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A Small State’s World and Neighborhood: Cambodian Foreign Policy and Relations

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Abstract

Cambodia’s successful 2022 chairmanship of the Association of Southeast Asian Nations (ASEAN) highlighted its emergence as a player in helping to maintain regional peace and stability. Yet, the prevailing focus on the socio-economic weaknesses of small states and on Cambodia’s close relationship with China ensures that its regional contributions have been underestimated. After decades of armed conflict in mainland Southeast Asia, the Cambodian government gradually transformed its relations with its larger neighbors Thailand and Vietnam without relying on official military protection from a major state. Their renewed relations have been complicated by  prolonged negotiations over disputed land and maritime border areas and occasional armed and diplomatic disruptions, most notably during the 2008-2011 Preah Vihear conflict. In contravention to prevailing expectations that small states must rely on external actors, the Cambodian government has succeeded in managing relations with its neighbors on a bilateral basis and in stabilizing a conflict-prone sub-region in the long-term. This presentation positions the small state of Cambodia as the protagonist of its relational world. It proceeds in three parts. First, it introduces a theoretical framework for understanding how a small state conducts its foreign policy and relations during ongoing territorial disputes. Second, it provides an overview of Cambodian foreign policy. Third, it details the face-to-face mechanisms through which Cambodia has managed its relations with Thailand and Vietnam over the last three decades, thereby contributing to regional peace and stability.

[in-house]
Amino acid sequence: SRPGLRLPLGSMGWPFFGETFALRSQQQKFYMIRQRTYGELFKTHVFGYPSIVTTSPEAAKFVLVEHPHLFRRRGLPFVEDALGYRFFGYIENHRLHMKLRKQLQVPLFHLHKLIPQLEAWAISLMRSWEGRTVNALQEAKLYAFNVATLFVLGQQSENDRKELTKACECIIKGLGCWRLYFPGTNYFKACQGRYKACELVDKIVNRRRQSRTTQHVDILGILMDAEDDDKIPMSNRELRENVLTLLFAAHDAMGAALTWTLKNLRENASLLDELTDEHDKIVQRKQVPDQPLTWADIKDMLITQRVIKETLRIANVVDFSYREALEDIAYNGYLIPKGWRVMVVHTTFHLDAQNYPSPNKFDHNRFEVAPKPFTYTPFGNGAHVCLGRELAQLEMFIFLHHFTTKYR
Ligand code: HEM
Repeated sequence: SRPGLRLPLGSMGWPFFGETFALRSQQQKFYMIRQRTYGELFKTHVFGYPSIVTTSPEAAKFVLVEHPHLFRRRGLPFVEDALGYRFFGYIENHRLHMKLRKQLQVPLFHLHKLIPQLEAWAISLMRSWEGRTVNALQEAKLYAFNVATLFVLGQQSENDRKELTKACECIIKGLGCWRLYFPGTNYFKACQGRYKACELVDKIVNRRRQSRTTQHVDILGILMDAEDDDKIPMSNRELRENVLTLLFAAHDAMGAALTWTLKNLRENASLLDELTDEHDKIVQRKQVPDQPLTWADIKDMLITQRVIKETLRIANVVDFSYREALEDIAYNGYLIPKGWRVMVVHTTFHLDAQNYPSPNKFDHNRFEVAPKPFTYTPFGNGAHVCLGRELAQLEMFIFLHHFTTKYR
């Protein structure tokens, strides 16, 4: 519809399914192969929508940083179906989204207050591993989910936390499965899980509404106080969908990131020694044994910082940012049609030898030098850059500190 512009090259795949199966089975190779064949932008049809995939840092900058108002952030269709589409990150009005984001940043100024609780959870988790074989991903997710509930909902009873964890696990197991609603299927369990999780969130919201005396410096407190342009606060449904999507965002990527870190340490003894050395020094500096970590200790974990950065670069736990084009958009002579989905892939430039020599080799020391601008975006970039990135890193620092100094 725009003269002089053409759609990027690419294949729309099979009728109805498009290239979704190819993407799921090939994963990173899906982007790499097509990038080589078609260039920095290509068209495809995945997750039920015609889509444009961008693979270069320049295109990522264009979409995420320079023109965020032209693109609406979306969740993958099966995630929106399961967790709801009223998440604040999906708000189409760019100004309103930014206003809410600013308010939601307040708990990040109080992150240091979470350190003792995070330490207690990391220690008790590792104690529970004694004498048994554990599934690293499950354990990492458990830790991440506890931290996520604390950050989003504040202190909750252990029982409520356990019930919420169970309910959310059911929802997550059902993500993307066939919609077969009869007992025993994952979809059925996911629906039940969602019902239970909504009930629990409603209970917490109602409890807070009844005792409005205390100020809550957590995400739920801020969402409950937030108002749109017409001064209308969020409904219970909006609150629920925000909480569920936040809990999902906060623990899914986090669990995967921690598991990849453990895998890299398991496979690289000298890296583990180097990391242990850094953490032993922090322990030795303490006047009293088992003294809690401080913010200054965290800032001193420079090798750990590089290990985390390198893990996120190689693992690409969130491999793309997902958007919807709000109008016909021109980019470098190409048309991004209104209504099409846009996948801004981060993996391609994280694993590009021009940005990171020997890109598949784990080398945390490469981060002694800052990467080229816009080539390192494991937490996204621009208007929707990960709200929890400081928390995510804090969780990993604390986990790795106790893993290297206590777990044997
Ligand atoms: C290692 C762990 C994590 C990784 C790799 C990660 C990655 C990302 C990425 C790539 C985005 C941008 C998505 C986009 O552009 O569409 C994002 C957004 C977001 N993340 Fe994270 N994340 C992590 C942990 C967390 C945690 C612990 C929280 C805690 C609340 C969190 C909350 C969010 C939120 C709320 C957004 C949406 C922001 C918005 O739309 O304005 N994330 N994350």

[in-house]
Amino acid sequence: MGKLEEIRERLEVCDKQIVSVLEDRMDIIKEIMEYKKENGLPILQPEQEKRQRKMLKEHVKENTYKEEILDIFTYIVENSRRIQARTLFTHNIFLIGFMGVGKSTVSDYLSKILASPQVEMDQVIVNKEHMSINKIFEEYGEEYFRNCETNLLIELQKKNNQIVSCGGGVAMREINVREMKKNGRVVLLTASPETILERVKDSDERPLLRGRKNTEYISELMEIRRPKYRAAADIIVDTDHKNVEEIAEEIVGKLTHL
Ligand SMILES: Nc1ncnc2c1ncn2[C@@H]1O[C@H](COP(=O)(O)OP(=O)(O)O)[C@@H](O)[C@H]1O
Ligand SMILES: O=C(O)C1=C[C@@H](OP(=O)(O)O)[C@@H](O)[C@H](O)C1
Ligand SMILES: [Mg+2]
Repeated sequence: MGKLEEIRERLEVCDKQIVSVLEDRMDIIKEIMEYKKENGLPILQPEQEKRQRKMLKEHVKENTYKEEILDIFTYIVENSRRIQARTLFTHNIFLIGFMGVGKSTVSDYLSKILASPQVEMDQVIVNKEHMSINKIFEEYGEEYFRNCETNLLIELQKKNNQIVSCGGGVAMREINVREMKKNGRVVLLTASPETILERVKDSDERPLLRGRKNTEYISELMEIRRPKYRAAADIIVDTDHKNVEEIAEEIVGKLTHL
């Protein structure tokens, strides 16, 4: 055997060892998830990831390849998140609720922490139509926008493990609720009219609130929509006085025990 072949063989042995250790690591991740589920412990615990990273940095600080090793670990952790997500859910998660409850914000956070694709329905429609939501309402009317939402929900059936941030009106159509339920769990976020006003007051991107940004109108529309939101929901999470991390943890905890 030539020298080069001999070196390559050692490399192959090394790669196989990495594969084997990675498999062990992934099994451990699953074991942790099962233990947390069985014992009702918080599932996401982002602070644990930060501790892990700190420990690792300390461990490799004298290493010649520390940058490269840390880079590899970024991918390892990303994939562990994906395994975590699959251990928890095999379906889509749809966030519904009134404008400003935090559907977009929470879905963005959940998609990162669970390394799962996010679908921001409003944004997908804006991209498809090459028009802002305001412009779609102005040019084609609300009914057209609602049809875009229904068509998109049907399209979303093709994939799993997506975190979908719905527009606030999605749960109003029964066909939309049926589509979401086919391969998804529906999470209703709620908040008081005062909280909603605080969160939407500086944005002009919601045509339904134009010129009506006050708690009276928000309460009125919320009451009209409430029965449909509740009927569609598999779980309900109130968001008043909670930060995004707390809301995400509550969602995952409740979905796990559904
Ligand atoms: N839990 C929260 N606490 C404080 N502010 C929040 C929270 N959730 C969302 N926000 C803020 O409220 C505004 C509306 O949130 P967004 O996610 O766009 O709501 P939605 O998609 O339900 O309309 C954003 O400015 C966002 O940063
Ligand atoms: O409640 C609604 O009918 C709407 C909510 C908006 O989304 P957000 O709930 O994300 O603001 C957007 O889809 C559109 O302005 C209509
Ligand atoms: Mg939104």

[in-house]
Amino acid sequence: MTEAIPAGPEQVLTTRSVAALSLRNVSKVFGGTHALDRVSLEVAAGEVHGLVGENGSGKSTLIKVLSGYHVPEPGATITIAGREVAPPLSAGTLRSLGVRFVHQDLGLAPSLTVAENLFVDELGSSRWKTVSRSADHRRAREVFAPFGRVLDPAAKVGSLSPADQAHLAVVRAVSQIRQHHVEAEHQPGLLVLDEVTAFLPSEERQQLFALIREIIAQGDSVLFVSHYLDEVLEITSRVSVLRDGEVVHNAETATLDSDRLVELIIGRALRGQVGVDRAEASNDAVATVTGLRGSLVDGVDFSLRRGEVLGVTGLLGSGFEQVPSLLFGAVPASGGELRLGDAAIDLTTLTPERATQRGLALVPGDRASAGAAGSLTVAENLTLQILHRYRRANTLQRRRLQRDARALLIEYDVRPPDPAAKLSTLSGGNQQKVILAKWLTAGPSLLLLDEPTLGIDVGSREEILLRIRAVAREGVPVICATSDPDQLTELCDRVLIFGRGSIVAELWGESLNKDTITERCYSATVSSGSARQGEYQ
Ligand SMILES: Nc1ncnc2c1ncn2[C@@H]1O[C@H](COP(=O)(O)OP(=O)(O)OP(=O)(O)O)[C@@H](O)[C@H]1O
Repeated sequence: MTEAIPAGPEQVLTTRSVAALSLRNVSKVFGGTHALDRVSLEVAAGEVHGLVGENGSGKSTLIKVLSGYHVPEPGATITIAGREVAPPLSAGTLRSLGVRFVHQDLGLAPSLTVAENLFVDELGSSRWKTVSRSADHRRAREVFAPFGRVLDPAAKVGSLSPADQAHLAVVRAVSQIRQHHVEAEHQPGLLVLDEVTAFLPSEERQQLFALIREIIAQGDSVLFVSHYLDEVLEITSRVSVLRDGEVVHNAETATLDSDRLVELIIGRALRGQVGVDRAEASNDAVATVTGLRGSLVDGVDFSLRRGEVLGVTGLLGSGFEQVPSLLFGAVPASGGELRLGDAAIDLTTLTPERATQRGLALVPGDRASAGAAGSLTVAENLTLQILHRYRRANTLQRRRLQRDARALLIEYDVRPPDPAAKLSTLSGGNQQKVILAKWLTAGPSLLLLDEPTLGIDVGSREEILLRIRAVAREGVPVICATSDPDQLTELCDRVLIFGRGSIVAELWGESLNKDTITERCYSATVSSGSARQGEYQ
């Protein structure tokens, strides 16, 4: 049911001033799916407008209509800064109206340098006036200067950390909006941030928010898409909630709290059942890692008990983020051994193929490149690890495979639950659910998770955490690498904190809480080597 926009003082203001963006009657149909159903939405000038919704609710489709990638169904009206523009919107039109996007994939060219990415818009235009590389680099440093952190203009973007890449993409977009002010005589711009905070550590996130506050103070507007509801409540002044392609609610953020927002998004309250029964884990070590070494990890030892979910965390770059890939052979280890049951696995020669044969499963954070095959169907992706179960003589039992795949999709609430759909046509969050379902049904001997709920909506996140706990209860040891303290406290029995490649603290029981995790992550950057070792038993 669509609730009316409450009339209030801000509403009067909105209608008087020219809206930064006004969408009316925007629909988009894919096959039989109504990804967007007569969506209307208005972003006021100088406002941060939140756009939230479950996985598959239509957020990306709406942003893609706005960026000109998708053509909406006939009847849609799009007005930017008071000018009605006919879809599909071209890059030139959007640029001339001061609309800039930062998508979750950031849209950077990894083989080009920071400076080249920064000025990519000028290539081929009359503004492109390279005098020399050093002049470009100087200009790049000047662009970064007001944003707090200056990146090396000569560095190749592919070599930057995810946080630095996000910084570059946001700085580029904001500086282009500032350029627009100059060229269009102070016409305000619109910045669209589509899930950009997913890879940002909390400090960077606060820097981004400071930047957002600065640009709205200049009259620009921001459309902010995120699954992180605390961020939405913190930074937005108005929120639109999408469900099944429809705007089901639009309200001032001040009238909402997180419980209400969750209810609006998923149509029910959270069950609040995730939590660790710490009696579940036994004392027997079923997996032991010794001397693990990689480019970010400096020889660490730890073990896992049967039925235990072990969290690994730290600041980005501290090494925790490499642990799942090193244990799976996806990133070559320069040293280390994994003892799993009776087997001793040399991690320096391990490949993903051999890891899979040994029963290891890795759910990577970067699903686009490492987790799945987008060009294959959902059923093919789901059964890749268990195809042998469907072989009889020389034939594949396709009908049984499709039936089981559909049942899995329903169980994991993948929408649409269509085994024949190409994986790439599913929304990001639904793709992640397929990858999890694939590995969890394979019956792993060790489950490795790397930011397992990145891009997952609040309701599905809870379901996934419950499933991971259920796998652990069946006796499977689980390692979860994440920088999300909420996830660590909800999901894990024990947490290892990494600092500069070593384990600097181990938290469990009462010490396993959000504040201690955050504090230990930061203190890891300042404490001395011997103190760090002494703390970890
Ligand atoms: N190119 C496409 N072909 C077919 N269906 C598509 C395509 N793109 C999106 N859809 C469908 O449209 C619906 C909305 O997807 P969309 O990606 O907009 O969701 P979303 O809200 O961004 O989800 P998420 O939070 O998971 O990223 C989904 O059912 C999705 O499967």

Bio

Speaker: Kathrin Reed is a CKS dissertation research fellow in 2021 and PhD Candidate in political science and international relations at the University of Delaware and a lecturer at Ursinus College in Pennsylvania. With generous funding from the Center for Khmer Studies and the Fulbright Program, she conducted her fieldwork in Cambodia from August 2021 to September 2022. For the last several years, she has worked for the Department of State-funded public exchange programs hosted at the University of Delaware. She earned an MA in international affairs from the Geneva Graduate Institute and previously worked on Southeast Asia projects at the Geneva Centre for Security Sector Governance in Switzerland for four years. She is originally from Germany.

Moderator: Prof. John Marston, from the Center for Asian and African Studies of El Colegio de México in Mexico City, is the scholar-in-residence at CKS during the second half of 2023. His association with CKS dates back many years. Previously, he  received CKS research funding through our Fellowship programs and coordinated a CKS capacity-building project. Marston’s publications include History, Buddhism, and New Religious Movements in Cambodia (with Elizabeth Guthrie); Anthropology and Community in Cambodia; and Ethnicity, Borders, and the Grassroots Interface with the State. His articles have appeared in multiple scholarly journals and in edited volumes published by Cornell University Press, University of Hawaii Press, Edinburgh University Press, Palgrave, El Colegio de México, and Ateneo de Manila University Press. 

Disclaimer: The opinions expressed in the publications and through webinars are solely those of the authors or speakers. They do not purport to reflect the opinions or views of The Center for Khmer Studies, Inc. The designations employed in the publications and through the webinars, and the presentation of material therein, do not imply the expression of any opinion whatsoever on the part of The Center for Khmer Studies, Inc. as to the matters discussed therein. The responsibility for opinions expressed in the publications and webinars are solely those of the authors or speakers, and the publication does not constitute an endorsement by The Center for Khmer Studies, Inc. of the opinions, views or issues discussed therein.

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